Bierun Jewish Cemetery
The Bieruń Jewish cemetery was established in 1778 in the current district of Bieruń Stary, near the Mleczna River, on the outskirts of the town. It covers an area of about 0.95 hectares. At the end of the 19th century, it was surrounded by a stone wall, the eastern and western parts of which have survived until now. At the end of the 1980s, the town authorities renovated the fence and installed a gate decorated with a menorah. The oldest burials are in the eastern part of the cemetery. The oldest identified tombstone dates to 1818 and is made of sandstone. There are also granite tombstones in the cemetery. The stelae were produced by the following stonemasons: M. Pick from Gliwice, K. Pokorny and Rosenthal from Katowice, and A. J. Wulkan from Oświęcim. There are inscriptions in German and Hebrew on the tombstones. The most recent identified matzevot is from the interwar period. In total, 47 stelae have been preserved in the cemetery and the burial plots are organized in rows. In recent years, the cemetery has undergone renovation: the wall was renovated, the greenery was trimmed, the historical layout of the paths was restored, and the cemetery was marked with an information board.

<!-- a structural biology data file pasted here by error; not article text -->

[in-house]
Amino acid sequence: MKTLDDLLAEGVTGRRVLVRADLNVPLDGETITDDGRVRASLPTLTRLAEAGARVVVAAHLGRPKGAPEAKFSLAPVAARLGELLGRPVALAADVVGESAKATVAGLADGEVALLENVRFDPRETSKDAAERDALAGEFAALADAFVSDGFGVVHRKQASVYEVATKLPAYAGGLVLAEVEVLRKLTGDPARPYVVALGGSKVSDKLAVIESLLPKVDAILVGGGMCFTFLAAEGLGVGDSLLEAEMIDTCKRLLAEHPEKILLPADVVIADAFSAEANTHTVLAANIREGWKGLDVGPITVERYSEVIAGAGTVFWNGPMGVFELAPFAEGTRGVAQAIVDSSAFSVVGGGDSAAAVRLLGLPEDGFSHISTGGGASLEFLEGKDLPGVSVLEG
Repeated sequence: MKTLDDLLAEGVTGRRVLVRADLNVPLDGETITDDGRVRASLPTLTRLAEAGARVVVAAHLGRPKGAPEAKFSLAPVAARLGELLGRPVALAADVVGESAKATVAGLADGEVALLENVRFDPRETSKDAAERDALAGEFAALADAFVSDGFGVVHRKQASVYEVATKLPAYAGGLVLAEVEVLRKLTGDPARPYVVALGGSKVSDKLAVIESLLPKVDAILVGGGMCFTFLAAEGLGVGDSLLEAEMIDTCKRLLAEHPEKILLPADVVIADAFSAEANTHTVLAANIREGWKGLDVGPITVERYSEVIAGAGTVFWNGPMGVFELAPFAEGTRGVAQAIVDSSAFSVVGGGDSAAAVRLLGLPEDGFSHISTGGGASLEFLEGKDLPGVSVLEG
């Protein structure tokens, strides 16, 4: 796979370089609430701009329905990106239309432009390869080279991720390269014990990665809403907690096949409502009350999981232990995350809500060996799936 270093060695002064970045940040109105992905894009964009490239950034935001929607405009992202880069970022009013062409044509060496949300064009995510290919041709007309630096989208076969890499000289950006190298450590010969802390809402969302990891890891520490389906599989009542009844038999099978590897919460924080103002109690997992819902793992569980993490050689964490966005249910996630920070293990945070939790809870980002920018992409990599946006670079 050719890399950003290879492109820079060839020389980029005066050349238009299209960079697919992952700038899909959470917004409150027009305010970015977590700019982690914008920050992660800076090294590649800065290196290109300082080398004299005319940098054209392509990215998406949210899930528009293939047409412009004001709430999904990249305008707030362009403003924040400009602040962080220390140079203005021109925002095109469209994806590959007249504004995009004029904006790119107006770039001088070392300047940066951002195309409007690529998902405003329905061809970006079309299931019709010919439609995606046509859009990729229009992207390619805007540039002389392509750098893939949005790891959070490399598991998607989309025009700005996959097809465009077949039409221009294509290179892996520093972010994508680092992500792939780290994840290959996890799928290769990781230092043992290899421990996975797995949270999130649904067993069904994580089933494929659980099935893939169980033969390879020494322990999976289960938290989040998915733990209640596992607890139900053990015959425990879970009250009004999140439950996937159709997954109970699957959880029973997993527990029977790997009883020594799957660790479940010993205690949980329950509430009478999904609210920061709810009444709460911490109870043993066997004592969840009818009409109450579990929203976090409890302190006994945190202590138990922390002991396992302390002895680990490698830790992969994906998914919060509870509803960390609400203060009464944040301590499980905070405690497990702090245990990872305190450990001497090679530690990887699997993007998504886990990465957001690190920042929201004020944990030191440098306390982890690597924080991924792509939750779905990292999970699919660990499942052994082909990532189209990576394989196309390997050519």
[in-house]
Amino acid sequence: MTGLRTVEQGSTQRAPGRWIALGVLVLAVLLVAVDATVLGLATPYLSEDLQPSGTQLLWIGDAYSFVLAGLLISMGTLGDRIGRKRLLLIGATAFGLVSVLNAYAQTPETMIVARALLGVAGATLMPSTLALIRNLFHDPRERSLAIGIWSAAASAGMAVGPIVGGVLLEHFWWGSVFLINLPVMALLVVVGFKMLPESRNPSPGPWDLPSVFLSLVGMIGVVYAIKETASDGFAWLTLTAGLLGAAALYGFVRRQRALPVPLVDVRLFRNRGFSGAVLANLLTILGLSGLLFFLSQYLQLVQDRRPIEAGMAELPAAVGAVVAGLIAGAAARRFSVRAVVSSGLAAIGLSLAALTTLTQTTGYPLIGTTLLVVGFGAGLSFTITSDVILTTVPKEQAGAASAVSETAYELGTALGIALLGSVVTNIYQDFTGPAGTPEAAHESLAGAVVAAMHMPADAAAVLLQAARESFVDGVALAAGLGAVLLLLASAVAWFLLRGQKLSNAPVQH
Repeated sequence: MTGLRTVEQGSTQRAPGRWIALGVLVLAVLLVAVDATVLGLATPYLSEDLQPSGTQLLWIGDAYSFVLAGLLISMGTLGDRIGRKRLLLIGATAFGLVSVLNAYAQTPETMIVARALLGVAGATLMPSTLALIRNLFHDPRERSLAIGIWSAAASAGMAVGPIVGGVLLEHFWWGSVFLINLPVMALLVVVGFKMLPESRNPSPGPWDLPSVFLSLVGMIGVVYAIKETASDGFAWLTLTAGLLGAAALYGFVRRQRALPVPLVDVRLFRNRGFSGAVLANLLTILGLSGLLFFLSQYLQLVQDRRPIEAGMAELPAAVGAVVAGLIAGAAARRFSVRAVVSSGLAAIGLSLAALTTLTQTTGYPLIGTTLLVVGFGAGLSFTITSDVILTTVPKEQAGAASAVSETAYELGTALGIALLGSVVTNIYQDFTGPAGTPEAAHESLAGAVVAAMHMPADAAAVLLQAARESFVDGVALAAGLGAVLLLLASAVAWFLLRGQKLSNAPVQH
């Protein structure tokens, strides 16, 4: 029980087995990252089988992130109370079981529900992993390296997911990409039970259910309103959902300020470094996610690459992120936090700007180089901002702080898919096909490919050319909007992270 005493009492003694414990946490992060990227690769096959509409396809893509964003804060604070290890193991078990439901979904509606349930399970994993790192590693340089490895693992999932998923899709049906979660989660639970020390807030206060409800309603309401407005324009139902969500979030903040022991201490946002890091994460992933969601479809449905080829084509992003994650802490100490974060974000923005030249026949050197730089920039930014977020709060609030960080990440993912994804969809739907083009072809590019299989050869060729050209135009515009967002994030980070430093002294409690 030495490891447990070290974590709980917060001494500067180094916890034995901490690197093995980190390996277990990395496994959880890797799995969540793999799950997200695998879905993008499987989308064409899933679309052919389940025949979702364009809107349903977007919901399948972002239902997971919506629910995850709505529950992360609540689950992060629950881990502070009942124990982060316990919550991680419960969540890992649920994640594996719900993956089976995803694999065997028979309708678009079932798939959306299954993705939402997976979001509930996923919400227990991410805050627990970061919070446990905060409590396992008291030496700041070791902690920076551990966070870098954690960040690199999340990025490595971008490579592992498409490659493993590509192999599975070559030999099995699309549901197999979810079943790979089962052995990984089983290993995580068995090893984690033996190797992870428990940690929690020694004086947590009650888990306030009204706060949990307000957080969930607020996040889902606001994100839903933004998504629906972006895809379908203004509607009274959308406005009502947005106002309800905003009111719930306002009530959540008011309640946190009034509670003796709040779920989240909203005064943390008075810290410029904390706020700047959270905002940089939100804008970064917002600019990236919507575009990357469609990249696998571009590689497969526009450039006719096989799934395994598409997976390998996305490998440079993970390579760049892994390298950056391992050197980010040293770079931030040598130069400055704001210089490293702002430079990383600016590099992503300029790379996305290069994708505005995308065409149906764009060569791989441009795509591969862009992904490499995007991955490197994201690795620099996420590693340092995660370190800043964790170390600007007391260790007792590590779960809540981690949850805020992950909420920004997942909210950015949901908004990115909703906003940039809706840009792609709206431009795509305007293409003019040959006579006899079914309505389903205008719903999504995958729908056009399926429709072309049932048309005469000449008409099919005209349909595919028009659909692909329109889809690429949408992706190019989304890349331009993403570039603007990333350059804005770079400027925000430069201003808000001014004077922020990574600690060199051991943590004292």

Bieruń was granted town rights in 1387. Until the mid-16th century, it belonged to the Silesian Piasts and was an important centre of trade. The first Jews began to settle there in the Middle Ages, though the Jewish community only began to grow at the beginning of the 18th century. A kehilla (independent Jewish community) which included Jews from neighbouring villages, already existed by the mid-18th century, and was formally legalized in 1812. In 1840, 364 Jews belonged to the kehilla. After the construction of the railway line connecting Upper Silesia with Galicia, bypassing Bieruń, the town’s stature and Jewish population decreased. In 1910, only 157 people belonged to the kehilla. In 1921, Bieruń was incorporated into Poland. The local Jews, who were more closely associated with German culture, gradually left the town. By 1939, only a dozen or so Jews remained. During World War II, those who did not leave were transferred to the ghettos in Będzin and Sosnowiec and then deported to Auschwitz-Birkenau.